Eventually, having played himself out, Harold lowered the trumpet to his lap and sat there in the darkness, eyes closed. He loved the feeling he got after playing his heart out: part exhaustion, part elation. If only they would just leave him alone with his music. What he had played tonight was a new piece that had come to him just as he had put the instrument to his lips. That was the best kind of music.
He decided he would call the piece We Were Angels Once. Then, laughing to himself at his own pretentiousness, he mentally scrubbed out that title. As he cleaned and put away the trumpet, another idea came to him. He'd just call it Missing You instead - more catchy, more likely to sell records – not that anyone would ever be likely to record it.
In the east, the sky was just beginning to show the first faint light of dawn. Harold got up and headed back to the motel, Teatime would not be pleased if he thought Harold was wandering off about the place without him.
When he got back to the room, Teatime was awake and irritatedly flipping back and forth between the channels on the battered TV set in the room.
"Where on earth have you been?" he demanded, "I was worried sick!"
"Sorry," replied Harold, dropping his backpack onto the bed, "I just went for a bit of a think and a walk. You were asleep, so I didn't want to disturb you."
"Fair enough, old sock," said Teatimre, somewhat mollified, "but you have to be careful out alone at night. Bad things can happen."
Harold laughed, "I'm a demon! I'm supposed to be the Bad Things That Happen', aren't I?"
"Yes," agreed Teatime, "but there are things out there which are a threat even to you."
"Like what?" scoffed Harold, "Ghosts? Brain-eating Zombies? Dragons? Here, give me that remote." He perched on the edge of the bed and began flipping channels himself.
"Don't dismiss the dragons so lightly," admonished Teatime, "Just because they have some silly agreement not to eat humans, doesn't mean they wouldn't – wait! Go back!"
Harold pressed the remote.
...coat the whole thing with breadcrumbs and bake in the oven for twenty...
"Again!" commanded Teatime, "Hurry up!" Harold did as he was told.
..Sponge Bob is Nickelodeon's highest-rated show and, today, as we go behind the scenes to...
"No, not that one!" Teatime was fairly jumping up and down with impatience. Shrugging, Harold pressed again.
The screen now showed a news bulletin. The news anchorman was speaking over a piece of grainy CCTV footage which showed a young man apparently being thrown out of the main doors of a building by a very large black man. The first man, having landed in a heap, got up and walked away quickly.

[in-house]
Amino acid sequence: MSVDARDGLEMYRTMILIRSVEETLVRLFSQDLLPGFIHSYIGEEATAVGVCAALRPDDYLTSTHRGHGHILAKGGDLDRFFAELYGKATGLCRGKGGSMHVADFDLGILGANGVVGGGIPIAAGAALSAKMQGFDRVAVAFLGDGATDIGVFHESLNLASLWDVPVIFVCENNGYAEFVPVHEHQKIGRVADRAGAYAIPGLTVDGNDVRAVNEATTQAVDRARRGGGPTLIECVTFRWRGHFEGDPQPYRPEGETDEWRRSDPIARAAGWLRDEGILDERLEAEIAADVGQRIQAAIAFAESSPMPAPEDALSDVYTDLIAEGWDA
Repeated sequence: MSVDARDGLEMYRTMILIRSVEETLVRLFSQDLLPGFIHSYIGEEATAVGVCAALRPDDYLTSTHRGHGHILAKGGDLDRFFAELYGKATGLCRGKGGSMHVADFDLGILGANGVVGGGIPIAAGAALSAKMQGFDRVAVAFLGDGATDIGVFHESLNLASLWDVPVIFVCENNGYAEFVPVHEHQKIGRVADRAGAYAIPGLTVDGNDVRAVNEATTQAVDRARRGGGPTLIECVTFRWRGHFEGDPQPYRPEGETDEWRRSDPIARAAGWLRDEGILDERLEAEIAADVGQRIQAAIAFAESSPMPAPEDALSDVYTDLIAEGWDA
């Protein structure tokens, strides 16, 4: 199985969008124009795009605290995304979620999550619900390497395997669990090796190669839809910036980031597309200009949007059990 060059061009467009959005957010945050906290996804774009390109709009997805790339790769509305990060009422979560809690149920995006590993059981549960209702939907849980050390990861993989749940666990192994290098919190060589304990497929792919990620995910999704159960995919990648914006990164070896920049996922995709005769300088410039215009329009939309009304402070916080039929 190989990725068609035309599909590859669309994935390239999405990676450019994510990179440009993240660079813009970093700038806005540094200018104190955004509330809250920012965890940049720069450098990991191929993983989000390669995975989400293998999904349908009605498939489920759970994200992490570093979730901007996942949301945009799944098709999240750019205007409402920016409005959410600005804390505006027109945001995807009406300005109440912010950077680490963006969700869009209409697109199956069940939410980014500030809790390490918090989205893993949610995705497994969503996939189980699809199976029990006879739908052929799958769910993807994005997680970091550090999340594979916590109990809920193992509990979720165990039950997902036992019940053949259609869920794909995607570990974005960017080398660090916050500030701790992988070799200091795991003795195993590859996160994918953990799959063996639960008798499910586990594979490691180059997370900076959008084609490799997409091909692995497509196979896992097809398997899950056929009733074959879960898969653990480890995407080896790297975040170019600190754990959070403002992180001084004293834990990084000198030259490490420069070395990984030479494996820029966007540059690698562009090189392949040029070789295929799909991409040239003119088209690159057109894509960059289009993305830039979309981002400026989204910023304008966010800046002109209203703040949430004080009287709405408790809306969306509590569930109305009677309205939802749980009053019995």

"I was right!" gasped Teatime, "That is you! I thought it was."
"Unfortunately," said the newscaster as the film ended, "We don't have any better pictures that these as the rest of the footage was damaged in the fire. The Police Department is very keen to speak to the man you just saw, so if you know who he is or if indeed you are him, please contact them. Now we go live to Sherry Taylor at the scene. Sherry." He turned to the large screen beside him.
A pretty blonde reporter began speaking to camera from outside what Harold instantly recognised as Baron Samedi's club. Behind her, firefighters could be seen coming and going through the blackened main doors, their hoses trailing like fat snakes into the dark recesses of the building.
"Bill, the world-famous jazz club has been almost completely destroyed by the blaze." she said, "Fortunately, no-one appears to have been inside the club when the fire broke out. The Fire Department has yet to conduct a full investigation but, as you mentioned already, early indications are that the fire was started deliberately. We have still not been able to track down the club's owner, Baron Samedi, for comment. I do, however, have here with me the club's Head of Operations, Mr Elroy Jackson." She turned to a hugely-built black man. "Mr Jackson, do you have any idea who could have done this?"
Mr Teeth looked straight into the camera. Miles away in his hotel room, Harold gulped: Mr Teeth seemed to be looking right at him.
"Oh, yeah," he growled, "I got a pretty good idea."